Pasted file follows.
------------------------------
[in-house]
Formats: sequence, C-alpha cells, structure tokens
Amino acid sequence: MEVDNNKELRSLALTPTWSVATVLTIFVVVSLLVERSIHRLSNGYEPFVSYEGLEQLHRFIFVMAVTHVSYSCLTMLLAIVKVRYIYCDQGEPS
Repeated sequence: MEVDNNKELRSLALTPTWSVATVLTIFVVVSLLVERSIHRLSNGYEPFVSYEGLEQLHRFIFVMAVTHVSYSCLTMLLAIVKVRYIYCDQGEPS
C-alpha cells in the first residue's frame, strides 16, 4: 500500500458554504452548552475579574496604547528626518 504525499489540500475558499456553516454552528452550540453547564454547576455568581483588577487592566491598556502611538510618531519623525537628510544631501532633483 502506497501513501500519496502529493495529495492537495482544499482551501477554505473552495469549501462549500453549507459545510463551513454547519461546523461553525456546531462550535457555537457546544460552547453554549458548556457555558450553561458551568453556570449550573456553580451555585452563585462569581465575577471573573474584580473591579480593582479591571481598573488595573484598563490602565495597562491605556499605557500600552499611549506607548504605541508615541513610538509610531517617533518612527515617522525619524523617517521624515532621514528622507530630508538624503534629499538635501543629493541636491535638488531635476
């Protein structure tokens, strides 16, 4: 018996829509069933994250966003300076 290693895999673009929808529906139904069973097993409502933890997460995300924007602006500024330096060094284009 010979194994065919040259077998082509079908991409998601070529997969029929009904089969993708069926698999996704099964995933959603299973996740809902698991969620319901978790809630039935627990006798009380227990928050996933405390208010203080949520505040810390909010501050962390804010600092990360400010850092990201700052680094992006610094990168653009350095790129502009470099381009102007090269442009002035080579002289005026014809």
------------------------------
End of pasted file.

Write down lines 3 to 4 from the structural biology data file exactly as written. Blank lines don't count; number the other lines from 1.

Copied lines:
Amino acid sequence: MEVDNNKELRSLALTPTWSVATVLTIFVVVSLLVERSIHRLSNGYEPFVSYEGLEQLHRFIFVMAVTHVSYSCLTMLLAIVKVRYIYCDQGEPS
Repeated sequence: MEVDNNKELRSLALTPTWSVATVLTIFVVVSLLVERSIHRLSNGYEPFVSYEGLEQLHRFIFVMAVTHVSYSCLTMLLAIVKVRYIYCDQGEPS